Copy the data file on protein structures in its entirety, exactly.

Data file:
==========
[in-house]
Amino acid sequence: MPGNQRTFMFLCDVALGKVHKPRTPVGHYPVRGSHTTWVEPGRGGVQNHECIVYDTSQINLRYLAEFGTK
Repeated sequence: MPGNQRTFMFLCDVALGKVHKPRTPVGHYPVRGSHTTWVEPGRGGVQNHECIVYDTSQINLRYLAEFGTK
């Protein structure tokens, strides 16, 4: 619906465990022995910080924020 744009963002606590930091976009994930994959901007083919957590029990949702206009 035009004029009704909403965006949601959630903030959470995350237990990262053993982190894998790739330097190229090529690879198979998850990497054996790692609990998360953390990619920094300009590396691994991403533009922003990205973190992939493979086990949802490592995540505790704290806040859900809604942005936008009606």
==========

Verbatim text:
[in-house]
Amino acid sequence: MPGNQRTFMFLCDVALGKVHKPRTPVGHYPVRGSHTTWVEPGRGGVQNHECIVYDTSQINLRYLAEFGTK
Repeated sequence: MPGNQRTFMFLCDVALGKVHKPRTPVGHYPVRGSHTTWVEPGRGGVQNHECIVYDTSQINLRYLAEFGTK
């Protein structure tokens, strides 16, 4: 619906465990022995910080924020 744009963002606590930091976009994930994959901007083919957590029990949702206009 035009004029009704909403965006949601959630903030959470995350237990990262053993982190894998790739330097190229090529690879198979998850990497054996790692609990998360953390990619920094300009590396691994991403533009922003990205973190992939493979086990949802490592995540505790704290806040859900809604942005936008009606």